The title of the album refers to the Hawaiian volcano goddess Pele, and the boys she was tempted to sacrifice to her, but instead focused on these songs, which she calls “girls,” to do the sacrificing for her. It is a take-no-prisoners album about self-discovery and self-creation in the wake of failed heterosexual gender dynamics: “I didn’t want to play seductive little girl or ballbuster any more. With this record I played all those roles until I got to my heart. To find your fire as man or woman you have to take your torch and go to the shadows.”
And go into the shadows she did — and I eagerly followed her, desperate to find some way to make sense of my coming of age, my transition into adulthood, my gender, my sexuality.
I started a Tori Amos fan site, called A Watercolour Stain, a lyric from “Father Lucifer,” my favorite track on the album and still one of my favorite songs of hers. It resided on Geocities for three years, until 1999, where it moved to 189 shows.
Jason Elijah, another Toriphile from that time period who still runs yessaid.org, recently put forth dozens of digital recordings from that tour on his personal blog. Of the Dew Dropp Inn tour, he notes: “She let her voice go wild, belting out the most dramatic and intense performances of her career — hisses, moans, wails, wild improvisations and raw screams. This was a Tori Amos unlike anything you’d ever heard on record or in concert before, and it’s something you’d never hear again after this tour. Tori has even admitted that she is somewhat embarrassed by these intense, wild performances.”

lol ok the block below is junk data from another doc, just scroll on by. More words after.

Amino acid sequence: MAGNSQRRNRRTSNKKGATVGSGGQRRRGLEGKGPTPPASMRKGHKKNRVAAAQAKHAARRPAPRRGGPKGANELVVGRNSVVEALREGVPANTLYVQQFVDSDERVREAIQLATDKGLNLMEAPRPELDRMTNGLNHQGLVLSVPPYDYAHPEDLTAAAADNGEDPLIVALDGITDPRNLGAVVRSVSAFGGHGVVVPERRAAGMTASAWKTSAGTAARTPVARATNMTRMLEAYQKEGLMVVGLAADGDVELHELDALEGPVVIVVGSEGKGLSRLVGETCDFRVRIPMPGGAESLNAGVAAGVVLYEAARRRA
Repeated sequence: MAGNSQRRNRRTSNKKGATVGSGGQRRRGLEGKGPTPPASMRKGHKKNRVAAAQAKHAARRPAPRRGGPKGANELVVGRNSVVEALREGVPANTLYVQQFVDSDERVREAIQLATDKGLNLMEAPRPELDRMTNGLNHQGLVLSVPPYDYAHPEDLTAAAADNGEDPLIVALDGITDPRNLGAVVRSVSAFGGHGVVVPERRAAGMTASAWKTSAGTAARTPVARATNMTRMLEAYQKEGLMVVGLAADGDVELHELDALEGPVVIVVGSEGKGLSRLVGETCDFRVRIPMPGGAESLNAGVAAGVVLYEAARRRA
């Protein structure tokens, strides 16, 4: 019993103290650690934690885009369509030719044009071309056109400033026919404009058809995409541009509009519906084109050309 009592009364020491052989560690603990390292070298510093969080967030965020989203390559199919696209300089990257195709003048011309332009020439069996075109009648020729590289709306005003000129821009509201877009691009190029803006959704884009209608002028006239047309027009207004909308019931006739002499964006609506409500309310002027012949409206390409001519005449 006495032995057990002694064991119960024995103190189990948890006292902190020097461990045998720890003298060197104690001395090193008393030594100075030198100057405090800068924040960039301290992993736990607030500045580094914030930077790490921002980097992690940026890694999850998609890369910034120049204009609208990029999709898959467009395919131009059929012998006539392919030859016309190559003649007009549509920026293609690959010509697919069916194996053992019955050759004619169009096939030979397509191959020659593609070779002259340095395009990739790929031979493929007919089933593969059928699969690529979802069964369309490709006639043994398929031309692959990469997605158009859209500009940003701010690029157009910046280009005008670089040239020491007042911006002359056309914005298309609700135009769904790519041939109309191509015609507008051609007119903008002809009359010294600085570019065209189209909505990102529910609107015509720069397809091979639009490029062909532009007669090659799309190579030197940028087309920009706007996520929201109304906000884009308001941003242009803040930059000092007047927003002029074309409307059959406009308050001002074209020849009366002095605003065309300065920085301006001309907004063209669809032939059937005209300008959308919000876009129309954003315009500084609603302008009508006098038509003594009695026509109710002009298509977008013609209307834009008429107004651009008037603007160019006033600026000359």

But I wasn’t embarrassed by these intense, wild performances: I was enthralled. It was touching something deep in me and waking up.
See, this album is about men, and women’s relationships with men, and, as Tori herself put it, stealing fire from men: “The album is [...] about the way I’ve stolen fire from the men in my life. And I got tired of doing that ’cause I have my own. But I couldn’t see that for a very long time. And now I can respect them without needing to suck their blood.”
Sure, the many different references to the men in her life having failed her (“shave every place where you’ve been, boy”; “he likes killing you after you’ve died,” “I run and then I run from him and then I run”) spoke deeply to me and my increasingly failed heterosexual relationship, but it was two key lines that squirmed their way under my skin and wrapped around my heart:
“you think i’m a queer / i think you’re a queer” (“Blood Roses”)
“so are you gay / are you blue / thought we both could use a friend / to run to” (“Hey Jupiter”)
At first, they were just fun, poetic lines that spoke to my budding inner bisexuality. But then, I didn’t really want to listen to those lines. They stuck with me. They trailed after me, after every thought I thought and every line I wrote and every quarrel I had with my boyfriend. I needed this album to leave a bad relationship. I needed this album to come into my queerness.